Every year, Rwandan Schools of Nursing and Midwifery train an estimated 250 midwives who practice to contribute to the midwifery workforce gap, according to the Rwanda Association of Midwives.
As Rwanda joins the rest of the world today to celebrate the International Day of the Midwife, there is still a need for more midwives.
Currently the ratio stands at one midwife per 44,584 pregnant women in Rwanda according to information from Rwanda’s Ministry of Health.
The target however is to have one midwife per 25,000 by 2017.
According to a recent interview with Josephine Murekezi, the Chairperson of the Rwanda Midwives Association, only 500 midwives are registered with the Nursing Council yet the number of women giving birth in health facilities is increasing.
Although the number of Midwives may seem small, the work of Midwives has helped reduce the maternal mortality rate drastically placing Rwanda as one of the few African nations that is on target to meeting the Millennium Development goals for 2015.
The 2010 Rwanda Demographic and Health Survey (RDHS) indicates that the percentage of babies delivered in conventional health facilities has substantially increased to 69 percent, up from 52 in 2007-2008.
The history of Midwifery in Rwanda illustrates the transition from traditional birth attendants to a system of fully trained professional midwives.
According to the survey , 10 percent of women giving birth received no assistance, 21 percent were assisted by untrained persons (two percent by nonqualified health workers, three percent by traditional birth attendants and 16 percent by relatives or other persons).
Agatha Mutamba, a midwife at the Rwanda Military Hospital called upon more women and even men to enroll for midwifery studies.
“I have helped a number of women to give birth and there is nothing that gives me greater satisfaction at my job like helping a mother deliver safely and seeing her and her baby in good health. Midwives should love their job and know that they play a great job in our communities,” she said.
Mutamba also called upon government to keep providing more skills development and comprehensive courses that will help them improve their work. She is currently pursuing further studies in Kenya as well.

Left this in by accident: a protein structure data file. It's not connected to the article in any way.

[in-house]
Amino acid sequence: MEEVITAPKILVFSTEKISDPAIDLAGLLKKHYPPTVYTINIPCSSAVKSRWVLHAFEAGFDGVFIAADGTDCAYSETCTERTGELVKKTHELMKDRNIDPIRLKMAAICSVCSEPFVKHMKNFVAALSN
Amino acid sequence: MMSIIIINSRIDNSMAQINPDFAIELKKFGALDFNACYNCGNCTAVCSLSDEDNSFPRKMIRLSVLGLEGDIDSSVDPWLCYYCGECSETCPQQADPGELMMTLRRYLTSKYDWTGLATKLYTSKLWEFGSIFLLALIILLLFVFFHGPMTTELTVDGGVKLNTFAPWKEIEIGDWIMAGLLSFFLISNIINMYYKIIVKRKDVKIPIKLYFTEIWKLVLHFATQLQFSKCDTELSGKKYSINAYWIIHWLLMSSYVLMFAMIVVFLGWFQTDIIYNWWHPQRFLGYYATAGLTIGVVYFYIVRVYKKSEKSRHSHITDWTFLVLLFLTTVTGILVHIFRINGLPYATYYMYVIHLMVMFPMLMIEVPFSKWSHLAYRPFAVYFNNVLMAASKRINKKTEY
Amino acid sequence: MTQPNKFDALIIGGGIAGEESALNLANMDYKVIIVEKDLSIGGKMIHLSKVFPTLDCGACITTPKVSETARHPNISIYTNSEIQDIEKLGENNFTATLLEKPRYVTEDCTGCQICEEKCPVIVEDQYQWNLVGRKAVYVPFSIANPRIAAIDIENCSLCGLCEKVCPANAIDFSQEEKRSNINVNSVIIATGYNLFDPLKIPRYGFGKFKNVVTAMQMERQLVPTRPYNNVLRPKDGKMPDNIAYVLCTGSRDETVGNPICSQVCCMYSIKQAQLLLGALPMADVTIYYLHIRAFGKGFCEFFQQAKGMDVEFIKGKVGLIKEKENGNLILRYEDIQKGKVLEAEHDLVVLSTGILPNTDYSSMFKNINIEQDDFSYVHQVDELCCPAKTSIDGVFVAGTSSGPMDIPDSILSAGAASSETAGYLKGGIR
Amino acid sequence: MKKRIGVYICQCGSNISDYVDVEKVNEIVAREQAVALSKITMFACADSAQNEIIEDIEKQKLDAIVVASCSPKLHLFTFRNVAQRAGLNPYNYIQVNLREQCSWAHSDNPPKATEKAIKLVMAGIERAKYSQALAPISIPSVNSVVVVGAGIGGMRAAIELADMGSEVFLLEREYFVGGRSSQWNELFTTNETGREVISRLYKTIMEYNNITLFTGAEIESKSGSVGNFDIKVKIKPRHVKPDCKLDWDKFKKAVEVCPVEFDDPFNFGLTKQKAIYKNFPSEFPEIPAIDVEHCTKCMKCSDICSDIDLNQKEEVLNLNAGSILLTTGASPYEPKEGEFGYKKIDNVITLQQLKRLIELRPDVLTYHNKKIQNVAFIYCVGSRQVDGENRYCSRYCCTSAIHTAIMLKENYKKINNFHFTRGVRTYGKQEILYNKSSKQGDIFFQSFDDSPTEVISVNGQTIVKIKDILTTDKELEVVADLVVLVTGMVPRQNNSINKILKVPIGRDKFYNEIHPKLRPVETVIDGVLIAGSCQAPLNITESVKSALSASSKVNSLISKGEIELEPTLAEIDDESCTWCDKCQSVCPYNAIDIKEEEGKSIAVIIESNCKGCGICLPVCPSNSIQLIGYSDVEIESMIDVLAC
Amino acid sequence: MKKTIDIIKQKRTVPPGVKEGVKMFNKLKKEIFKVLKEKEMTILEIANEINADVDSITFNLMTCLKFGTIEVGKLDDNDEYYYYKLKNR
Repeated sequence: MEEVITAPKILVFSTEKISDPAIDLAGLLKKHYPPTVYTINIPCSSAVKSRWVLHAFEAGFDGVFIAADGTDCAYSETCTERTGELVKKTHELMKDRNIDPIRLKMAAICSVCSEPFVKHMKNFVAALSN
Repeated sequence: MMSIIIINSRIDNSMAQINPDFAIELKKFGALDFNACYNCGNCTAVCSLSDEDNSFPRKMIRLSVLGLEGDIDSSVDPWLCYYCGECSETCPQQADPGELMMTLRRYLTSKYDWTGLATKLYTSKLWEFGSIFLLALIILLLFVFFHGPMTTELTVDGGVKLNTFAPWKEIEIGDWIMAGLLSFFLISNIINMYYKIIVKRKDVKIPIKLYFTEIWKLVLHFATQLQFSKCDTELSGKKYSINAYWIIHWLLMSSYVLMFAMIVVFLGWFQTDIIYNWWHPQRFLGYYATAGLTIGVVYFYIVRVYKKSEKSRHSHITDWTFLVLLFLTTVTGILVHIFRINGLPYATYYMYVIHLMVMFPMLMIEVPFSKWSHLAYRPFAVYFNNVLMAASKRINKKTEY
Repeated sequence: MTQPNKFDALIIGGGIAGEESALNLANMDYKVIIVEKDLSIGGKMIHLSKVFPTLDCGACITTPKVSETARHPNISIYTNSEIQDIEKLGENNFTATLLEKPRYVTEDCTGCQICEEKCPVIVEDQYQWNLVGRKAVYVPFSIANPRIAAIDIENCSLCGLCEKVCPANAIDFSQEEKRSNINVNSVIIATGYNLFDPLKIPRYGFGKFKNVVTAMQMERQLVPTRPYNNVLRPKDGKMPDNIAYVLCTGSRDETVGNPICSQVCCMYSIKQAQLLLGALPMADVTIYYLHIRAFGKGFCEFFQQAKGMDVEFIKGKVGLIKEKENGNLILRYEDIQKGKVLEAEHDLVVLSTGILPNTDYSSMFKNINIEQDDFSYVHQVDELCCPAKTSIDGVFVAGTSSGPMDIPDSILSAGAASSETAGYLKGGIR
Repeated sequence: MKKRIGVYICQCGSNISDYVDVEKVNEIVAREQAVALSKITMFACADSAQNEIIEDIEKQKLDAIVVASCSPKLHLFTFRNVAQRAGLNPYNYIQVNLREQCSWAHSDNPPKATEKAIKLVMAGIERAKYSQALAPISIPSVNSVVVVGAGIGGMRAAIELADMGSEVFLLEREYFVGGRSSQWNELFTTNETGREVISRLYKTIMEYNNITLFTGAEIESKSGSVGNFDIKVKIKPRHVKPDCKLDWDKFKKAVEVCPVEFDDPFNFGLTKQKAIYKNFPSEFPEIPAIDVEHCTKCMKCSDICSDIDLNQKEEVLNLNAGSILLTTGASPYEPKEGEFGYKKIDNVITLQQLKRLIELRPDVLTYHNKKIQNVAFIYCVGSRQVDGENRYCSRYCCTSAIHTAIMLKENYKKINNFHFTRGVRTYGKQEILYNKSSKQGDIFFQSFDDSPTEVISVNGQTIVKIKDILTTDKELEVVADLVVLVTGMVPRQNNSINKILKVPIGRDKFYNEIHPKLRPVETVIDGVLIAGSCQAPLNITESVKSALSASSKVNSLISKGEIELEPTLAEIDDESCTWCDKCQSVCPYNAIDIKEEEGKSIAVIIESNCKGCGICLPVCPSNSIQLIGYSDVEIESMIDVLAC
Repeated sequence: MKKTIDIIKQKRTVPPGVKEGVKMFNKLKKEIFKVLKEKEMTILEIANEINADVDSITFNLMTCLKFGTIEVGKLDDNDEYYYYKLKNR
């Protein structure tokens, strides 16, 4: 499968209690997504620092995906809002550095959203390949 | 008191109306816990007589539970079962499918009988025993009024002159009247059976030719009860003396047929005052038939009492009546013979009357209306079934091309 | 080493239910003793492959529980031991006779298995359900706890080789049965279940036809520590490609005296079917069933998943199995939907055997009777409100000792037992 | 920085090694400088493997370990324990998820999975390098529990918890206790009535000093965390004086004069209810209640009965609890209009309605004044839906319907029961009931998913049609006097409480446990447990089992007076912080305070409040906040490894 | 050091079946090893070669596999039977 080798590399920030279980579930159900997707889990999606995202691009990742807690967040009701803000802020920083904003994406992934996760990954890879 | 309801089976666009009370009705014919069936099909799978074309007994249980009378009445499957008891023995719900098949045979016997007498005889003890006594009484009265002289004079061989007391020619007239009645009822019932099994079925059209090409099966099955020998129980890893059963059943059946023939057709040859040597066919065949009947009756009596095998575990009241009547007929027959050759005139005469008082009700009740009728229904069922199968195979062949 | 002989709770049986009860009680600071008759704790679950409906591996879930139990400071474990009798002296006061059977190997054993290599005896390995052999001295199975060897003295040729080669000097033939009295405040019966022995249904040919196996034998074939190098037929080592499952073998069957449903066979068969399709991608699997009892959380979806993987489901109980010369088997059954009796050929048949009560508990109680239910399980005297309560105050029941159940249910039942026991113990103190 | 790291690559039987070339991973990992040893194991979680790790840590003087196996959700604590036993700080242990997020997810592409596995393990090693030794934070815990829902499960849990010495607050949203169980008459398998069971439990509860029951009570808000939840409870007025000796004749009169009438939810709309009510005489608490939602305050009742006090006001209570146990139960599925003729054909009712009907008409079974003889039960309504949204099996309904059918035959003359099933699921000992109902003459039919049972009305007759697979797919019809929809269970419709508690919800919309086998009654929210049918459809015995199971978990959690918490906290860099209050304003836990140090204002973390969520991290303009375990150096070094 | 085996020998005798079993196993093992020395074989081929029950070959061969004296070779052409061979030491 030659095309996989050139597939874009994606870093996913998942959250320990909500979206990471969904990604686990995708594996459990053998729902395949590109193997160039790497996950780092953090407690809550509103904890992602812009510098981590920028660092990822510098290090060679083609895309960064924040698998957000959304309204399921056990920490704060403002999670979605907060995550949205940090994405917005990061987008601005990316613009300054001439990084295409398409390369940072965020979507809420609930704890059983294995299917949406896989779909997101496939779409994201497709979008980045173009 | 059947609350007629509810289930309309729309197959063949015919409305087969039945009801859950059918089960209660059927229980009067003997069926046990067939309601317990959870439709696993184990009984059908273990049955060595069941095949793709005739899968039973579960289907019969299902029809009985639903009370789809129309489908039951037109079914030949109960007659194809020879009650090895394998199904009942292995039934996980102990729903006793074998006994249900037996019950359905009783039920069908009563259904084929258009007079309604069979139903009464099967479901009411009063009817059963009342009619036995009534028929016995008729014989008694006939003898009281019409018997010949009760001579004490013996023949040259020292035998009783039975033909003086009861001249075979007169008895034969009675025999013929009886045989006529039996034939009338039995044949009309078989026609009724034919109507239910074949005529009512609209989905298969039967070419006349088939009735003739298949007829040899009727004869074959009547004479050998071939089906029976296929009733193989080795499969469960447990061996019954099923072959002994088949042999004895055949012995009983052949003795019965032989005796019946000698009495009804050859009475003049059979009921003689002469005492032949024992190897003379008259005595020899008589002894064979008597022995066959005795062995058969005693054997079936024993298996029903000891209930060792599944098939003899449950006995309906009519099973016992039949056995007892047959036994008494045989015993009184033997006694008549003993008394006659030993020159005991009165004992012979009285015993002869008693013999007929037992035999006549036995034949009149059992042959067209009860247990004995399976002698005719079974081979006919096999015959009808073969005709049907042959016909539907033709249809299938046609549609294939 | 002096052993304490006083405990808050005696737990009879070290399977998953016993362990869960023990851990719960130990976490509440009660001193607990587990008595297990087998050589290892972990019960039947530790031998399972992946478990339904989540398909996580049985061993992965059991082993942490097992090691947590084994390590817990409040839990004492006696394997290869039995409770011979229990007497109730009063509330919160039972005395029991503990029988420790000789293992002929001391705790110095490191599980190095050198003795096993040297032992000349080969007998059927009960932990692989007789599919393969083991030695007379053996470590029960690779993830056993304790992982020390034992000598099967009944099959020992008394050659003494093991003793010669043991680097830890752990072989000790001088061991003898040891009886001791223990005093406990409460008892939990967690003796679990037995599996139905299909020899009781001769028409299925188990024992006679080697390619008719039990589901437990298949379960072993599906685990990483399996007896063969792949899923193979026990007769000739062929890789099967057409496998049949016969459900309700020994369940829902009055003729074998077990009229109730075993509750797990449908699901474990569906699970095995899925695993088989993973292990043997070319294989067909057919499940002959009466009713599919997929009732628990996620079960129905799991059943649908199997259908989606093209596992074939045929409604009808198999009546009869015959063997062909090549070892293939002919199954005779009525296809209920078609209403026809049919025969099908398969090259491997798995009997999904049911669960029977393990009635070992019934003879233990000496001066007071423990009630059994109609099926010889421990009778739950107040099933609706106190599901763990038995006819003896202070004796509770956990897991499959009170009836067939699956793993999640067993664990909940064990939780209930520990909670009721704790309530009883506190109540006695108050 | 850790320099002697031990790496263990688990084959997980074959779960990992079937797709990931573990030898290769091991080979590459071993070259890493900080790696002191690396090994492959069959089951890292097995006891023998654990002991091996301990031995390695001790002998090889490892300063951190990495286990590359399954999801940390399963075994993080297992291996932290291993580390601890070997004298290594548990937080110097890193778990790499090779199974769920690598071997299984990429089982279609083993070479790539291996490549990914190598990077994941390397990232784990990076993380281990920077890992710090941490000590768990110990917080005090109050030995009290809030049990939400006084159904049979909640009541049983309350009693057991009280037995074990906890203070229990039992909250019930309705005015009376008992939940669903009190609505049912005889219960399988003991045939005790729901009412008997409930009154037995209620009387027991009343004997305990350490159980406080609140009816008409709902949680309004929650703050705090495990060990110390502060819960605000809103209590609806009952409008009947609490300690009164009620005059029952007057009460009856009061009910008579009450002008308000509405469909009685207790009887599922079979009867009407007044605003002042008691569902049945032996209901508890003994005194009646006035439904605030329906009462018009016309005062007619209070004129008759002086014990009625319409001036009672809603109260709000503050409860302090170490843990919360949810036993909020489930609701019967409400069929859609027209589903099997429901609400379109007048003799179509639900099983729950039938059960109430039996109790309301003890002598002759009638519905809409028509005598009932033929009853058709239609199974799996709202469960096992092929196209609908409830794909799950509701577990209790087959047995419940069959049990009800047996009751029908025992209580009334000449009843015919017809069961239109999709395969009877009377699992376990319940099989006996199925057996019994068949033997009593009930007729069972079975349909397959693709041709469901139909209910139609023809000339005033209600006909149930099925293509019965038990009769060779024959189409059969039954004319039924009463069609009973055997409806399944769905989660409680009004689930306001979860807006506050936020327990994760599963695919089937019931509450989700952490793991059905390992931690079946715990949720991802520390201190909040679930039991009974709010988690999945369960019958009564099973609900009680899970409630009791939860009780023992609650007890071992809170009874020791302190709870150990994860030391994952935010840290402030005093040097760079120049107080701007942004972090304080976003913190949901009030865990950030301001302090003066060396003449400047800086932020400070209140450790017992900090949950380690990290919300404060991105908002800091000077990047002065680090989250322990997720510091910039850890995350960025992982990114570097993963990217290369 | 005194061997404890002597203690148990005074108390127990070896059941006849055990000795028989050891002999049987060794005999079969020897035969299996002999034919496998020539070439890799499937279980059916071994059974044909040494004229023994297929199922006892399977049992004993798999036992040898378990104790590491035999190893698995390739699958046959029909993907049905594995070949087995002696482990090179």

Pandora Hardtman, from the University of Illinois Chicago, who is on Human Resource for Health Team, said that during the Celebration of International Day of the Midwife, the Respectful Maternity Care Campaign will be launched to educate women about the Seven Rights of the Childbearing Woman.
The rights include freedom from harm and ill treatment, right to information, informed consent and refusal and respect for choices and preferences, including the right to companionship of choice wherever possible, confidentiality, privacy, dignity, respect and equality.
Other rights include freedom from discrimination, equitable care, right to timely healthcare and to the highest attainable level of health, liberty, autonomy, self-determination, and freedom from coercion.
In 1997, the Government of Rwanda approved studies at Kigali Health Institute that included A1 midwifery course which continues to this day.
In 2007, five schools of nursing and midwifery were opened at Kagbayi, Kibungo, Byumba, Rwamagana and Nyagatare. Each school enrolled 20 students for A1 midwifery studies and the numbers have continued to increase.
Today, three cohorts of midwives have graduates from each of the above mentioned institutions. The National Council for Nurses and Midwives reports over 250 Midwives successfully completing licensing examination and becoming eligible to enter the National Registry of Nurse and Midwives this year.
To ensure universal coverage for maternity care an estimated 350,000 extra midwives are needed worldwide.